Lemons sprout easily from the seed found inside the fruit, but growing a lemon tree from a seed just because you can isn’t always smart. Growing lemons from seed isn’t a good idea as they don’t come true to type (that is the fruit may not be like that of the parent fruit), may be thorny, large and take a long time to produce fruit.

Lemon trees that are sold by garden centres are grown by budding or grafting. The selected variety is budded onto two-year-old rootstock. The rootstock is usually a variety known as ‘Trifoliata’, which is resistant to root rot diseases. Dwarf trees are grafted onto the dwarfing rootstock called ‘Flying Dragon’ which keeps them small and growing well in a pot.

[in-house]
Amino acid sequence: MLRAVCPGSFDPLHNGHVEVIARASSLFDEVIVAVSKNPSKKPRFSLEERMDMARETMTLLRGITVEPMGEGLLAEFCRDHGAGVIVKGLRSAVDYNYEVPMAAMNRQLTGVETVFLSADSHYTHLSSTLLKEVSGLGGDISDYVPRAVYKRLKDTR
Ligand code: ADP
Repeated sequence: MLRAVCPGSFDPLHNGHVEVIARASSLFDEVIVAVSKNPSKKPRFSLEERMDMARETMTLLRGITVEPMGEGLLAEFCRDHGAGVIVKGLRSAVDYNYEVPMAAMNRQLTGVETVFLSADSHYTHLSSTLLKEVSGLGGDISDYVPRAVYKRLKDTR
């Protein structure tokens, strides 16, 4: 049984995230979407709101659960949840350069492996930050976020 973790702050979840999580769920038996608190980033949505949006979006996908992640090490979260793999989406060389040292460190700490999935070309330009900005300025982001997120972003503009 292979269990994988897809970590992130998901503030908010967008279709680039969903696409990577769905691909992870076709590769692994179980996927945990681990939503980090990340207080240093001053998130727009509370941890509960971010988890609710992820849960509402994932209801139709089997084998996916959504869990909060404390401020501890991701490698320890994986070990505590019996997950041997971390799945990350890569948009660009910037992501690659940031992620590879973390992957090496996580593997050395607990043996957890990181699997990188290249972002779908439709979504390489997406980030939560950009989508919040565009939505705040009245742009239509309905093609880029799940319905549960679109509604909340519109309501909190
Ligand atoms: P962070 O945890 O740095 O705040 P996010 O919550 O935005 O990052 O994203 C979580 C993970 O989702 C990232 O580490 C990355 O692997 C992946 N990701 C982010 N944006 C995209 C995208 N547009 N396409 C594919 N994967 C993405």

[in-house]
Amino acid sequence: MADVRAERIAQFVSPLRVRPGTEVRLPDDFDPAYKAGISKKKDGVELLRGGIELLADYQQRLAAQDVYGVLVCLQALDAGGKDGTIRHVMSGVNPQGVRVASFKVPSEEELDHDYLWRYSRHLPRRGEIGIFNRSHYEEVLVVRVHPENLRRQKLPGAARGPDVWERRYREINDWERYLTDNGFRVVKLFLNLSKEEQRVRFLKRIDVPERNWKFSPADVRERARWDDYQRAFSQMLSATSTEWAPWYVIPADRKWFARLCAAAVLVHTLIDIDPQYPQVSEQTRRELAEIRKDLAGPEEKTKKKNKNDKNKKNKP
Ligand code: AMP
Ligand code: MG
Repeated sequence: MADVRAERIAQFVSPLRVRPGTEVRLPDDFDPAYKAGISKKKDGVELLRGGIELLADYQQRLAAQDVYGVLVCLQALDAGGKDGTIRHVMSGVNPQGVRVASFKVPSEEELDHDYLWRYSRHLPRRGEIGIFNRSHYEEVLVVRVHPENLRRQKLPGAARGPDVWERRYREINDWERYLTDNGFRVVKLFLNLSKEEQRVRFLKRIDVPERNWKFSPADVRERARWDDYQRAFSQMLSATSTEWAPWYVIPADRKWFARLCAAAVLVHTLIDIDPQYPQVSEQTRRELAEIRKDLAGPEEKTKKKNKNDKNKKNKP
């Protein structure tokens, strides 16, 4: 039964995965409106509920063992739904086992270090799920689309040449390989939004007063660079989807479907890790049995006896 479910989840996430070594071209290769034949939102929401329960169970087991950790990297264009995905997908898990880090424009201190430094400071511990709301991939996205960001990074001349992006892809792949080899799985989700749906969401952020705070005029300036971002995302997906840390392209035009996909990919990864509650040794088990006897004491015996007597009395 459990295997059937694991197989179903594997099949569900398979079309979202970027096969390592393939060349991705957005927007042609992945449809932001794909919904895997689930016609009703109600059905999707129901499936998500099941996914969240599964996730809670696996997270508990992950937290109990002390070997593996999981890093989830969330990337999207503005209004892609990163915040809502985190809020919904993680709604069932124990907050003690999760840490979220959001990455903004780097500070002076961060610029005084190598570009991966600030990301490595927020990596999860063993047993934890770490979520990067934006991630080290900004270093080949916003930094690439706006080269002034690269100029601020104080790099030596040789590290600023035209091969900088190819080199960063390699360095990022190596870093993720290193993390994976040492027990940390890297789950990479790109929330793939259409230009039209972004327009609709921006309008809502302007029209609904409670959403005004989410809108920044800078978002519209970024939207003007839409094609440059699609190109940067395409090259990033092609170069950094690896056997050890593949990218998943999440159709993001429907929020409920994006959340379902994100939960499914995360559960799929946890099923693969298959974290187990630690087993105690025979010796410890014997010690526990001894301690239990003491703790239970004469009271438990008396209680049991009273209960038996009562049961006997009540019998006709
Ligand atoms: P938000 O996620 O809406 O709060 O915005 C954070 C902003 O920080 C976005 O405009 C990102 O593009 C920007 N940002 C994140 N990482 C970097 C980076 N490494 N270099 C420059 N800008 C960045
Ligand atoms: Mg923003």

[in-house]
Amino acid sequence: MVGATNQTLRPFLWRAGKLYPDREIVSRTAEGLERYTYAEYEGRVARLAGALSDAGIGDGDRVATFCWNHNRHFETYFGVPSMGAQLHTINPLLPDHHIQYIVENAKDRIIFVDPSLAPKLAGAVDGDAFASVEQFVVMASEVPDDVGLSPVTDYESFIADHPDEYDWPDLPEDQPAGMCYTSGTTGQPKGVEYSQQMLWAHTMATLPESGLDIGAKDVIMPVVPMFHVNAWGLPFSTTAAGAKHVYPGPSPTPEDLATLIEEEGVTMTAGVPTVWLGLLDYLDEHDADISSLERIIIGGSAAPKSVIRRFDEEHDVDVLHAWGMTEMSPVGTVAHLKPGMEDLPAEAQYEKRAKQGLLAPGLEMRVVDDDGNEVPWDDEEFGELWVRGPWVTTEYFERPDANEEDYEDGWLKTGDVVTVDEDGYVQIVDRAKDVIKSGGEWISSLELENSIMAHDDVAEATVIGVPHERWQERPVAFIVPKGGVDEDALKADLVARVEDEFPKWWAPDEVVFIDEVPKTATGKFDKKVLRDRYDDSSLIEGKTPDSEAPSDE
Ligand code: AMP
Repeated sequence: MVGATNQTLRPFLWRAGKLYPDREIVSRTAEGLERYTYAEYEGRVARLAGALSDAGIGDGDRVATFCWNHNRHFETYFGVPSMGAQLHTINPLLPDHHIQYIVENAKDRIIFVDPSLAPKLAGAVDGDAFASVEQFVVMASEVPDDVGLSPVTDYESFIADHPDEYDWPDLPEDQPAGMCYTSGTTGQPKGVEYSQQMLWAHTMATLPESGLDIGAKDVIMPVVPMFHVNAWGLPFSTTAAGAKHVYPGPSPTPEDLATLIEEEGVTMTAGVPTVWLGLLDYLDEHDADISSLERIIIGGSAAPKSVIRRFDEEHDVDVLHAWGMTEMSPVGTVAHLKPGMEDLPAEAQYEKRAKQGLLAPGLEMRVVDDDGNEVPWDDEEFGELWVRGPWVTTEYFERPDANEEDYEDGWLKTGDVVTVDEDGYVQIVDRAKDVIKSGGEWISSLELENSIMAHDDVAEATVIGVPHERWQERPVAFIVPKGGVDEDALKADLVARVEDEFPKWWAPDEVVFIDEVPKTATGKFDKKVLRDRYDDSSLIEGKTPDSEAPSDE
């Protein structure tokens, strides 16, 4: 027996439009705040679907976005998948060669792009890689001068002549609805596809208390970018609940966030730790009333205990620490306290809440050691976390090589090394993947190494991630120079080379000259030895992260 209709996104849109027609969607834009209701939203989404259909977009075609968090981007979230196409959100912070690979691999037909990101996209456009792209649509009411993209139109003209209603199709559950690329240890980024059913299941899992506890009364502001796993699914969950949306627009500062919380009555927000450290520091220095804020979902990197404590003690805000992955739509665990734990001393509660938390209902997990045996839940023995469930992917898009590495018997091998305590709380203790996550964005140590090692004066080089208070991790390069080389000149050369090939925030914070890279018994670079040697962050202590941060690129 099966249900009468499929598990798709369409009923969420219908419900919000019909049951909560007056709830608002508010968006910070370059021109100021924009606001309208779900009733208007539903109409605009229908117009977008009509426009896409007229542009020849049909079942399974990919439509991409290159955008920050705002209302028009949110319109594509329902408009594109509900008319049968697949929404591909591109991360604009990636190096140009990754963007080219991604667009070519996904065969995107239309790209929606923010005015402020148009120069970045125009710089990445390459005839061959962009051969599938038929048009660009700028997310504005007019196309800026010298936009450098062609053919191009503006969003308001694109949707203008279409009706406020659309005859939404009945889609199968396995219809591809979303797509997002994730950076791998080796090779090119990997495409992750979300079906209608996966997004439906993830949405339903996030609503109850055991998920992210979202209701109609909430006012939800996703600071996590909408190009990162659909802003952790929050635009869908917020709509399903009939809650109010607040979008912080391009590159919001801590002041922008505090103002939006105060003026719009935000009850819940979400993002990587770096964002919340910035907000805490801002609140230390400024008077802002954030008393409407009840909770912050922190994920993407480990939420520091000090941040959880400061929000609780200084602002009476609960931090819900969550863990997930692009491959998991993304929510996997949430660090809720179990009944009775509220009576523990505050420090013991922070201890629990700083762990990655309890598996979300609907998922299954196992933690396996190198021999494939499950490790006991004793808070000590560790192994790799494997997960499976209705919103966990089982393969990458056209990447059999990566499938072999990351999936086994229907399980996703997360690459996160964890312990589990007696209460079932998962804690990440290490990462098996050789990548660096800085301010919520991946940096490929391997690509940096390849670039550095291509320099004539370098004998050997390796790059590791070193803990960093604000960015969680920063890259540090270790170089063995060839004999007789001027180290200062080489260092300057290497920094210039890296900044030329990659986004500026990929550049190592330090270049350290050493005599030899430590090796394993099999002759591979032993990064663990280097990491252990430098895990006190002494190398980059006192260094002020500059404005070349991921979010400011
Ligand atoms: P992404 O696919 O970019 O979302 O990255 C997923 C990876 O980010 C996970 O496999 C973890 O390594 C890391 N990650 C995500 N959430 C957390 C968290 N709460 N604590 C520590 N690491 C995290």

If you want to go ahead and plant a lemon seed, then they are grown the same way as mandarins and other citrus. Sow several seeds and select the strongest plants to grow on into a new tree. Expect to wait several years for flowers and fruit.